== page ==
Jesus repeatedly says things that go against the prosperity teaching. Despite the fact that prosperity teachers says that wealth is a sign of God’s blessing and poverty a sign of his curse, in Luke 16 Jesus assigns the wealthy man to hell and the poor beggar, Lazarus, to paradise. Now while the rich man certainly didn’t go to hell because he was rich (he was stingy and had no care for the poor), Jesus is breaking the stereotypes that people make equating riches with godliness. And Lazarus certainly didn’t go to paradise because he was poor, again the stereotype - that the poor are under God’s curse - is broken by Jesus.

And here in this sermon, Jesus again says the complete opposite of the teaching of the prosperity gospel. He says “Blessed are you who are poor” and “woe to you who are rich”.


Steve Kimes is a Mennonite pastor in Portland. Kimes practices what he preaches, much to the chagrin of his neighbours, Gresham city leaders and even some fellow pastors. Once homeless himself, he’s spent almost two decades feeding, clothing and comforting the homeless in East County. 1

1 "https:// homeless/ 2015/ 09/ steve_kimes_lives_his_faith.html">https:// homeless/ 2015/ 09/ steve_kimes_lives_his_faith.html


Kimes equates the Matthew 5 and Luke 6 sermons and writes of the “poor in spirit” term:

Now I wonder if Jesus wasn’t inviting those who are not poor to be “poor in spirit,” in the same way I might say to someone who has invited me to a wedding I am unable to attend that I will “be there in spirit.” I’ve come to wonder if Jesus is offering us an opportunity to be one with the poor even if we are not, to stand with the poor even if we are not poor ourselves, to be with the poor even when we have to journey to get there. There is a way that the kingdom of heaven can belong to the rich as well as the poor. It is by being in solidarity with, in spirit with, in alliance with the poor. The term “poor” is connected to the Hebrew term “anawim”, which means poor or outcast who have faith in God. 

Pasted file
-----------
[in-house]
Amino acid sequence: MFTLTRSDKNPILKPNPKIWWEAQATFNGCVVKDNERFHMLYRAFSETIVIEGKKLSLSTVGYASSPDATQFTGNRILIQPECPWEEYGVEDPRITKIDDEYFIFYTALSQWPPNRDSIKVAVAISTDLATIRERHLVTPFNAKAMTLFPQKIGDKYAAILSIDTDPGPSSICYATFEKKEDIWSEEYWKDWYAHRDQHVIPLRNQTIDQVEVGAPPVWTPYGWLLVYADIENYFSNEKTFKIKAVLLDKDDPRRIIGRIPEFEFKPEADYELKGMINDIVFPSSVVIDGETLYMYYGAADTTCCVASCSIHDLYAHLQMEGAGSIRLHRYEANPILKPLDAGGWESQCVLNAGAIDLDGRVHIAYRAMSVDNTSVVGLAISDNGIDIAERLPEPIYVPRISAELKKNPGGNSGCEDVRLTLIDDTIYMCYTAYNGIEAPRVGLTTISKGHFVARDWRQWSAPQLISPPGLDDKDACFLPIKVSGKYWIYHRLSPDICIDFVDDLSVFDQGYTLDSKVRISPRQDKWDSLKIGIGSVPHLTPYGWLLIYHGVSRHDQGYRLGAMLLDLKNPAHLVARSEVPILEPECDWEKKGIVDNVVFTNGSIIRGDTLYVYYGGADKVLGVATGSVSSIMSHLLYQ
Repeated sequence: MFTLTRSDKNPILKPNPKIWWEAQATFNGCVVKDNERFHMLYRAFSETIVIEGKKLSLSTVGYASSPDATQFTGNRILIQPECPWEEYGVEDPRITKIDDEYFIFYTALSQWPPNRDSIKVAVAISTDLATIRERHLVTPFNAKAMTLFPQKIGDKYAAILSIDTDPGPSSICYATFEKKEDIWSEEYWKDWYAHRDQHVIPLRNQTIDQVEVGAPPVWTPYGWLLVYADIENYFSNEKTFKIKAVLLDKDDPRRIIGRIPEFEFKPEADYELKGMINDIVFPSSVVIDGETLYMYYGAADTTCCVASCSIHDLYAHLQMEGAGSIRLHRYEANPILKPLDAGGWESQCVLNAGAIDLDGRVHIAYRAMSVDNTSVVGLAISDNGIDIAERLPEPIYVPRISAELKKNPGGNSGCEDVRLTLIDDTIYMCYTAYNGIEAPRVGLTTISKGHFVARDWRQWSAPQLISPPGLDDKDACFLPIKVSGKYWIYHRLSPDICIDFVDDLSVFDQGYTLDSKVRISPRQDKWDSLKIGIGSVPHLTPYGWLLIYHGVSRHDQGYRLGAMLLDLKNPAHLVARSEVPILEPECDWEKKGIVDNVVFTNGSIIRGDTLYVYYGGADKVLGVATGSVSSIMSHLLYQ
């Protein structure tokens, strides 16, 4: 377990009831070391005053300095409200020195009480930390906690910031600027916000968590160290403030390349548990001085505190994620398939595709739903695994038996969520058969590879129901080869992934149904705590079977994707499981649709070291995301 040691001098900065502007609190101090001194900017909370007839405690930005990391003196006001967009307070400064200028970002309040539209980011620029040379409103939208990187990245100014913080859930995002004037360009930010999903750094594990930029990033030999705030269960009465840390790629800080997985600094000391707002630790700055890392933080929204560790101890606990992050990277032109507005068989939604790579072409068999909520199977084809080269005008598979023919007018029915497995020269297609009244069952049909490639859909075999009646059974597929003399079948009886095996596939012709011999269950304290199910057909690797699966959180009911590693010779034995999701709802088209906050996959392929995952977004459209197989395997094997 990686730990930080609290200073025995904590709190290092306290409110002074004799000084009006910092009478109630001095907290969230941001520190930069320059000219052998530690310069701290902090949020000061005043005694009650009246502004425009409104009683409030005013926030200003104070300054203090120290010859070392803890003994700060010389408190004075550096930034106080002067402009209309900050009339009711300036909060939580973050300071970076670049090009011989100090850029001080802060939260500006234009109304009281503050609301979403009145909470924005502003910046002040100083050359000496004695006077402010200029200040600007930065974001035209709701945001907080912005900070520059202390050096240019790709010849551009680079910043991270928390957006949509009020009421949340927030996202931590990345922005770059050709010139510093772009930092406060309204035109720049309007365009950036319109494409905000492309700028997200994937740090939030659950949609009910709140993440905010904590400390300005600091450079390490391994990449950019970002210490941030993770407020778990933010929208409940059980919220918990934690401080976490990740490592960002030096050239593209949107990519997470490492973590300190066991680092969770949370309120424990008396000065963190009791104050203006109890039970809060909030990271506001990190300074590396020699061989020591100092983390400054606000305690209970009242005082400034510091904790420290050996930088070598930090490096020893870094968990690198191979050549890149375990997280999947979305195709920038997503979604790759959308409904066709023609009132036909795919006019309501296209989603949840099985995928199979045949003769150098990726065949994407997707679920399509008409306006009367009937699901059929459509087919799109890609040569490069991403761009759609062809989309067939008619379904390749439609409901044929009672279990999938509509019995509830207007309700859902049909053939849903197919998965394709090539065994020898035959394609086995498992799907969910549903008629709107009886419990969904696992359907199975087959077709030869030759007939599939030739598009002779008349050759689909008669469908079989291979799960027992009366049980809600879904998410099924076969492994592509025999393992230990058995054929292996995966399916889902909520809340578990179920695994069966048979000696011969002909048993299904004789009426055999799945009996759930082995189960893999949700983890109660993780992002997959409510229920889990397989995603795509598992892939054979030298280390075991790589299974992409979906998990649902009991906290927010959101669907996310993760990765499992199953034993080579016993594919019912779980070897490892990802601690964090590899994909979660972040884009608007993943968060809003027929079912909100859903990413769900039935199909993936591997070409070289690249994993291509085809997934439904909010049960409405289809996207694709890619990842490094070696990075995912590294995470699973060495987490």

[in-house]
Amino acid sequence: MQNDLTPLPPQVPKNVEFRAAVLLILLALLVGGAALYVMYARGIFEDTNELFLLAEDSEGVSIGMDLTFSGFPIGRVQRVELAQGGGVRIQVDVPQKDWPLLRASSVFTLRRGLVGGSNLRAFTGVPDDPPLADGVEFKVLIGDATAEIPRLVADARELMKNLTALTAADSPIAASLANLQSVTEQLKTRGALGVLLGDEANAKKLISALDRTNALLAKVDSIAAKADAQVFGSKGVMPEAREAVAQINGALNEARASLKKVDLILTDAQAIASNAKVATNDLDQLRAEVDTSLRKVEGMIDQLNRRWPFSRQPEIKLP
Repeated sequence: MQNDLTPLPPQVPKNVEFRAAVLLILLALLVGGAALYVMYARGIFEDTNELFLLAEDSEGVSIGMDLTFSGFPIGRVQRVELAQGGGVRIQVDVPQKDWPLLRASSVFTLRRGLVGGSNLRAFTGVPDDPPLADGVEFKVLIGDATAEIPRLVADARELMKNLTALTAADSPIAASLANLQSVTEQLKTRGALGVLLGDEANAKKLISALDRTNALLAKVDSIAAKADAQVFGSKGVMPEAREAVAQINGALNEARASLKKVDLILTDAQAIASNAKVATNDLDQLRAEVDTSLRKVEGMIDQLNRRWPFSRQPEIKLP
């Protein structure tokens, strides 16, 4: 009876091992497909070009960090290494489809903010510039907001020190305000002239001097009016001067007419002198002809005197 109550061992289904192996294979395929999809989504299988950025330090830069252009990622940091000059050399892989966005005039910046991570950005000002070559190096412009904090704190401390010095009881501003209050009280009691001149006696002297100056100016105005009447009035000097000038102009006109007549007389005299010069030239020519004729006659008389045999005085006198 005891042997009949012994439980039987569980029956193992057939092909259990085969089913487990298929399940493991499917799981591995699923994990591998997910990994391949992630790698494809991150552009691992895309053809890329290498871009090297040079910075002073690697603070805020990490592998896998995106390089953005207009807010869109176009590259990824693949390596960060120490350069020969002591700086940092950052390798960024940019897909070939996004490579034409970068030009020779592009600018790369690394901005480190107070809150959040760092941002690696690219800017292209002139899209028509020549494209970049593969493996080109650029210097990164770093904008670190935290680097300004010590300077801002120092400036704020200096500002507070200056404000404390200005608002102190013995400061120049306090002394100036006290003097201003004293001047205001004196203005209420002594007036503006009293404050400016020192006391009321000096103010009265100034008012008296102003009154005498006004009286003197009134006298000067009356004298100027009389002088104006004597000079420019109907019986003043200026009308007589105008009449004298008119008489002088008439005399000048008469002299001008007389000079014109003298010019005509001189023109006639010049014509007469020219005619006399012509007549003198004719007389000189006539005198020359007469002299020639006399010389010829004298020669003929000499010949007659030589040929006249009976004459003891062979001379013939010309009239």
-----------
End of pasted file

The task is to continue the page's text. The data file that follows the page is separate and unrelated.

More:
 The other place that the phrase “poor in spirit” is used in Scripture is Proverbs 16:19— “Better to be lowly in spirit along with the oppressed than to share plunder with the proud.” This passage speaks of people who remain with the outcast or rejected of society, and so remain humble. Like Lazarus in Jesus’ parable in Luke 19, those who inherit the kingdom of God, the blessing of God, are those who are rejected and suffer in this life. Suffering both because of poverty and because of persecution. This poverty or rejection might be chosen (‘in spirit’) or not chosen, but it is an act of faith, a method of pursuing God and being just. Thus, this could be translated, “How lucky are you who associate with the outcast, for God will reward you for your suffering.” 1

1 "https:// What-did-Jesus-mean-in-the-first-beatitude-Blessed-are-the-poor-in-spirit-for-theirs-is-the-kingdom-of-heaven">https://



We learn from Balaam in the Old Testament that God’s blessings are sure and irrevocable (Num 23:19-20).


God is not a man, that he should lie, nor a son of man, that he should change his mind. Does he speak and then not act? Does he promise and not fulfil? I have received a command to bless; he has blessed, and I cannot change it.

We are blessed when we put the Lord first. We read of the Levites: